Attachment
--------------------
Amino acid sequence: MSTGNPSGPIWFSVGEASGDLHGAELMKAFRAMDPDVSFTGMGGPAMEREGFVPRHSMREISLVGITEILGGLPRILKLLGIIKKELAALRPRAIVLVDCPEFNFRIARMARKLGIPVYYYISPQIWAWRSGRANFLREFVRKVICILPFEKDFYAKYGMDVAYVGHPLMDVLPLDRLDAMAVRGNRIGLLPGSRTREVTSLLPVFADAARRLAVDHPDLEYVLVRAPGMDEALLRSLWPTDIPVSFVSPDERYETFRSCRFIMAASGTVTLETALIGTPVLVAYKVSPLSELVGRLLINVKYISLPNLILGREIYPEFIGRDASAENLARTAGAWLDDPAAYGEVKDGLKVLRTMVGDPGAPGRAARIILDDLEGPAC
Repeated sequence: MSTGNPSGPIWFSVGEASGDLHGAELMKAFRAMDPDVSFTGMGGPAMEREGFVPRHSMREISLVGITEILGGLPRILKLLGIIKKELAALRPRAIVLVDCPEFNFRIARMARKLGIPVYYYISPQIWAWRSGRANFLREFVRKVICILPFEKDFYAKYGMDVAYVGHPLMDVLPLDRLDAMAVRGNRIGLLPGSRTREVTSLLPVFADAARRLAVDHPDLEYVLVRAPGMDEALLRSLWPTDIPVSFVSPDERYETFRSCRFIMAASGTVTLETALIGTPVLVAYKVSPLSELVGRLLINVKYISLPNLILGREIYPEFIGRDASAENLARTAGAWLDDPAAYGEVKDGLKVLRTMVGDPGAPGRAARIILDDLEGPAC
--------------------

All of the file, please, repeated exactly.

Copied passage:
Amino acid sequence: MSTGNPSGPIWFSVGEASGDLHGAELMKAFRAMDPDVSFTGMGGPAMEREGFVPRHSMREISLVGITEILGGLPRILKLLGIIKKELAALRPRAIVLVDCPEFNFRIARMARKLGIPVYYYISPQIWAWRSGRANFLREFVRKVICILPFEKDFYAKYGMDVAYVGHPLMDVLPLDRLDAMAVRGNRIGLLPGSRTREVTSLLPVFADAARRLAVDHPDLEYVLVRAPGMDEALLRSLWPTDIPVSFVSPDERYETFRSCRFIMAASGTVTLETALIGTPVLVAYKVSPLSELVGRLLINVKYISLPNLILGREIYPEFIGRDASAENLARTAGAWLDDPAAYGEVKDGLKVLRTMVGDPGAPGRAARIILDDLEGPAC
Repeated sequence: MSTGNPSGPIWFSVGEASGDLHGAELMKAFRAMDPDVSFTGMGGPAMEREGFVPRHSMREISLVGITEILGGLPRILKLLGIIKKELAALRPRAIVLVDCPEFNFRIARMARKLGIPVYYYISPQIWAWRSGRANFLREFVRKVICILPFEKDFYAKYGMDVAYVGHPLMDVLPLDRLDAMAVRGNRIGLLPGSRTREVTSLLPVFADAARRLAVDHPDLEYVLVRAPGMDEALLRSLWPTDIPVSFVSPDERYETFRSCRFIMAASGTVTLETALIGTPVLVAYKVSPLSELVGRLLINVKYISLPNLILGREIYPEFIGRDASAENLARTAGAWLDDPAAYGEVKDGLKVLRTMVGDPGAPGRAARIILDDLEGPAC